The United States has not had diplomatic relations with the Iran since the hostage crisis of 1979-81. Washington’s relationship with Tehran in the decades that followed has been marked by enmity and suspicion. The two countries still consider themselves strategic adversaries in the Persian Gulf and the broader Middle East. Today, key areas of dispute include Iran’s nuclear program, Tehran’s support for Hezbollah, Iran’s hostility toward Israel, and Tehran’s role in sustaining the Assad government.
Three developments, however, suggest that there is scope, however limited, for a less contentious relationship between the United States and Iran. First, Washington and Iran find themselves de facto partners in combatting the threat of ISIL in Iraq. Second, recent progress in the international negotiations on Iran’s nuclear program has raised the prospect of removing a major impediment to improved U.S.-Iranian relations. Third, the government of moderate Hassan Rouhini appears committed to easing Iran’s economic and diplomatic isolation.
The Baker Institute’s Middle East Center will conduct an initial U.S.–Iran project that will have a one-day capstone workshop with experts who will discuss both the current state of relations and the internal Iranian dynamics shaping them. The research objective of the Iran program will be to (1) provide a forum for experts to discuss key issues confronting U.S. foreign policy, (2) determine where there may be common ground on certain contentious issues (e.g., Israel, Hezbollah, terrorism, relations with the Arab Gulf states), and (3) signal the Middle East Center’s commitment to U.S.-Iranian affairs as an important part of its research agenda. A conference in the spring of 2016 focused on critical topics such as:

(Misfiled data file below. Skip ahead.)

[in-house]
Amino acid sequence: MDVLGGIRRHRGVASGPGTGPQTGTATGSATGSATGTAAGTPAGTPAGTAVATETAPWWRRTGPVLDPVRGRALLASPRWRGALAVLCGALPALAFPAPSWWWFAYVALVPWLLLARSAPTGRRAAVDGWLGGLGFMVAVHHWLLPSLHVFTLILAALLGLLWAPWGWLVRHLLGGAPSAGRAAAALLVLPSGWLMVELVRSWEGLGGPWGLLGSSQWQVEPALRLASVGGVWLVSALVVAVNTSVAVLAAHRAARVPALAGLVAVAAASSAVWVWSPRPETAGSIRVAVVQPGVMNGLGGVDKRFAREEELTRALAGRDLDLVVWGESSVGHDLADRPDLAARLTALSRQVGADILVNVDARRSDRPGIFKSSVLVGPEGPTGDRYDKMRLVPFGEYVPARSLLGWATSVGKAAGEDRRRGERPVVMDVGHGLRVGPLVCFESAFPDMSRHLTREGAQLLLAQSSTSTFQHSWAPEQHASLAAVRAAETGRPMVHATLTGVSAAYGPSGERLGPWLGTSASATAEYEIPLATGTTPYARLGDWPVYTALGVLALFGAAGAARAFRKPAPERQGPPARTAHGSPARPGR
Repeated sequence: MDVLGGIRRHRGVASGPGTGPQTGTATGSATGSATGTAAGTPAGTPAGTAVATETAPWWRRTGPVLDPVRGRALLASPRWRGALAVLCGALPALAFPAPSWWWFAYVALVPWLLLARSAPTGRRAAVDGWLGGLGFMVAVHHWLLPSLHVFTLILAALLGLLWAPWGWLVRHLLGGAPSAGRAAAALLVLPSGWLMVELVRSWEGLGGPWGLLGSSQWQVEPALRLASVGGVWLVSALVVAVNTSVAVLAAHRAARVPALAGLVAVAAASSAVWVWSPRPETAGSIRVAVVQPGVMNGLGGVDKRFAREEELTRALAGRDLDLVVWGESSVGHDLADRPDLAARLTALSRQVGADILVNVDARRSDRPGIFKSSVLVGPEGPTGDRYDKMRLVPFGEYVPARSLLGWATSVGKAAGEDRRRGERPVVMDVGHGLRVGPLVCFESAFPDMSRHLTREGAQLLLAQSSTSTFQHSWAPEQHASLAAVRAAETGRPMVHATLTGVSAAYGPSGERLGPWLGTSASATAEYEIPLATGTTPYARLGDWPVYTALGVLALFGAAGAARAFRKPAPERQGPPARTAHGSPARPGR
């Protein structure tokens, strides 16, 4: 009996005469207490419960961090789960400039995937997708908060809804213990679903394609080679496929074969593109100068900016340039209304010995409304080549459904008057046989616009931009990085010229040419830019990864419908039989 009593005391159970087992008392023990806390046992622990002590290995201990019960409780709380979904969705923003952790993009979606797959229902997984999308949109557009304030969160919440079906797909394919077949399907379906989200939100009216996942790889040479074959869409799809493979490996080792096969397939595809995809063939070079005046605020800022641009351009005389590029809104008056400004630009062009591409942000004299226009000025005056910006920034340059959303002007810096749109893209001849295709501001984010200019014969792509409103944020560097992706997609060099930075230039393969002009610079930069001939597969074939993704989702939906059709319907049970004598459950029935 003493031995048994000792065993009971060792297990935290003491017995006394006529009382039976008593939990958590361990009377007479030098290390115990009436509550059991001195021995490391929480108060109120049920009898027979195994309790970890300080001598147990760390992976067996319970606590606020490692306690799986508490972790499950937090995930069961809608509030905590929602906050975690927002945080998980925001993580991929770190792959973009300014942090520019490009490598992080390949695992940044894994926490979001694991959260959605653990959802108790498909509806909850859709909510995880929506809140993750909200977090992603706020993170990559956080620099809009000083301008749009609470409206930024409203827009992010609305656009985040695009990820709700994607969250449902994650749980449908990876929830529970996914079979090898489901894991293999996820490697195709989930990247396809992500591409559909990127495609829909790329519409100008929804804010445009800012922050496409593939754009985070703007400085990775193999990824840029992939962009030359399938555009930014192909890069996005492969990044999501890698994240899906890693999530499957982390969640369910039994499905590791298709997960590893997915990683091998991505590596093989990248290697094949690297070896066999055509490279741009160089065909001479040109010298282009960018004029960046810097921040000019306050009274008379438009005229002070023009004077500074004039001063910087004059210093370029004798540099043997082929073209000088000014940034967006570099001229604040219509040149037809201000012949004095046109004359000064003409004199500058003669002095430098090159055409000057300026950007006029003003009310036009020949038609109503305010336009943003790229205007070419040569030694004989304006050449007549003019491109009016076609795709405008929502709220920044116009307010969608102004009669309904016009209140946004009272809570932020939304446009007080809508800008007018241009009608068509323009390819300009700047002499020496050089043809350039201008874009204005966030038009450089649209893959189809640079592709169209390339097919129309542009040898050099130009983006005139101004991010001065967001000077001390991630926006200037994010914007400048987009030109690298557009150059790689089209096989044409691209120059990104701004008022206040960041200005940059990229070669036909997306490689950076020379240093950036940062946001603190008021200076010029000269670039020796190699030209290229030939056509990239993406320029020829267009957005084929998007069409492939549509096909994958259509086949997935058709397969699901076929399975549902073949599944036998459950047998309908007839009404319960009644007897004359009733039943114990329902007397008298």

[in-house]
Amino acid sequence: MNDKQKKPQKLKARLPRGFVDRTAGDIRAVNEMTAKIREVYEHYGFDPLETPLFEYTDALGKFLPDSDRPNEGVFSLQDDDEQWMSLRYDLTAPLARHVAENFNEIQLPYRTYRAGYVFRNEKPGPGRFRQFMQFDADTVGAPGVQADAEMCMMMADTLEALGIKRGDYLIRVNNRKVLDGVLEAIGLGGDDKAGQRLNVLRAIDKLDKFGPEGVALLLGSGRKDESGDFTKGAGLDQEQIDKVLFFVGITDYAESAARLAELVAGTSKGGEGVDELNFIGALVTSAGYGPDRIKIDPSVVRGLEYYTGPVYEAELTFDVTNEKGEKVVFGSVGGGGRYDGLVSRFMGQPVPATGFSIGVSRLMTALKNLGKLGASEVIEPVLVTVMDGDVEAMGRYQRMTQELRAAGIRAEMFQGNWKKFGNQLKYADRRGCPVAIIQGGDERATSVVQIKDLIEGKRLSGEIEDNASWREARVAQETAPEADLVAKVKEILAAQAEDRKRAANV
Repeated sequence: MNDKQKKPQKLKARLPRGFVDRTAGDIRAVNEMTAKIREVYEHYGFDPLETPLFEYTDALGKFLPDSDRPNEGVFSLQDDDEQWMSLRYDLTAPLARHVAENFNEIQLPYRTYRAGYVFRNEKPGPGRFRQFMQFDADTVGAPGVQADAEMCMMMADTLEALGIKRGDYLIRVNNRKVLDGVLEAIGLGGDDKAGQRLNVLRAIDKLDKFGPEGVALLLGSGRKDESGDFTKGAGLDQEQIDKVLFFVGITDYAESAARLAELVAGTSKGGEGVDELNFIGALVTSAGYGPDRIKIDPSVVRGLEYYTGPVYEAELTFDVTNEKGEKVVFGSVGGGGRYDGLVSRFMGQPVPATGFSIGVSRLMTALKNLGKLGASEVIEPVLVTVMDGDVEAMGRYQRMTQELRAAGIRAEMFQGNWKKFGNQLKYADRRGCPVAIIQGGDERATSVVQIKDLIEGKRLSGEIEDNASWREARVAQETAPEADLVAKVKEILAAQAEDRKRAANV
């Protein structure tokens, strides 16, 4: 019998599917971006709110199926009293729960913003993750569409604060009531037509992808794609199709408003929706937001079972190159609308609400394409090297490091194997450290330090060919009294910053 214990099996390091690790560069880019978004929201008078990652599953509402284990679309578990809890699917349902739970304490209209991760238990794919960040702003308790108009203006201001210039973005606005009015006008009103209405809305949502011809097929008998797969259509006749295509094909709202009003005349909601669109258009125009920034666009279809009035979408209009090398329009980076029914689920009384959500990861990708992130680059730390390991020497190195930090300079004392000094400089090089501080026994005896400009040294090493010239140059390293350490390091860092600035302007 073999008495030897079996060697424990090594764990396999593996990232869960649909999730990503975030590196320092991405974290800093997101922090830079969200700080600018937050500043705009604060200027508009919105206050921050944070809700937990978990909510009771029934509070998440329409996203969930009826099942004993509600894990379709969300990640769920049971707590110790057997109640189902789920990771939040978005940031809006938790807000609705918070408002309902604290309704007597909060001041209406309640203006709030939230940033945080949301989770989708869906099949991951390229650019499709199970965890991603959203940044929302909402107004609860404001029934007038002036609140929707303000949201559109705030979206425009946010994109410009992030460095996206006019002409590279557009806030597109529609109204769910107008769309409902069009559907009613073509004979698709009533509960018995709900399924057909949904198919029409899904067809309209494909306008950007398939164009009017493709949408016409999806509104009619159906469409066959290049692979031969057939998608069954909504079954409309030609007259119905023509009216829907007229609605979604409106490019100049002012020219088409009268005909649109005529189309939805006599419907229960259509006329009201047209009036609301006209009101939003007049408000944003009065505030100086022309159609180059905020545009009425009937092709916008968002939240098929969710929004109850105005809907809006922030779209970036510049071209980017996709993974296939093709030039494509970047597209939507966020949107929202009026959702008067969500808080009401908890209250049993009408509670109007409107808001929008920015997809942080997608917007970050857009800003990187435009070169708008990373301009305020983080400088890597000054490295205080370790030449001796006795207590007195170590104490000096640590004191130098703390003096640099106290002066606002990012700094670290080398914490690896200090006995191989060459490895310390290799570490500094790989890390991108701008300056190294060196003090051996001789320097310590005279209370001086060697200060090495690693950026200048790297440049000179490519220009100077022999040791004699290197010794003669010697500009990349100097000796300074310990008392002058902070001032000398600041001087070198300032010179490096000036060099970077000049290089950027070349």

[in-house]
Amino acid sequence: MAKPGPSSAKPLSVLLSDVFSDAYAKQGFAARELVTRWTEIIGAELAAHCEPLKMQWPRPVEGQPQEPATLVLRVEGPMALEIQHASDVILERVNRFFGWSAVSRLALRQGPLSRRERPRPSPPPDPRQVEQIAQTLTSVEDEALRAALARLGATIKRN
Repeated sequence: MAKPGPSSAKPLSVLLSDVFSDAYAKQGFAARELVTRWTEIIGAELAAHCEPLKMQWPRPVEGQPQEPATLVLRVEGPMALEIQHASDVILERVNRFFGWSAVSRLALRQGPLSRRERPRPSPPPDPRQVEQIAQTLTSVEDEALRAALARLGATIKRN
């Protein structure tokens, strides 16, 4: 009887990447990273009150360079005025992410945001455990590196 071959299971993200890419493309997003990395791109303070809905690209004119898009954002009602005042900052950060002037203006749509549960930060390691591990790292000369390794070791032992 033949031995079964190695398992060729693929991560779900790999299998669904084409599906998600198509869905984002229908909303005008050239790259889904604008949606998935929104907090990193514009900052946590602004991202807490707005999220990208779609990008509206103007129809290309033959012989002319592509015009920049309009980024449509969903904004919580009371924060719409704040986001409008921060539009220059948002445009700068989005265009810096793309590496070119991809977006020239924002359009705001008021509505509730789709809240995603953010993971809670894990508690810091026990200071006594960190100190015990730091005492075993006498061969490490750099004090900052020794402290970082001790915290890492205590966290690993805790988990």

- Potential areas of cooperation between Iran and the United States,
- Major stumbling blocks to improving relations,
- The current political state of play in Iran, and
- Broader trends in Iranian society and what they might mean for future U.S.-Iranian relations.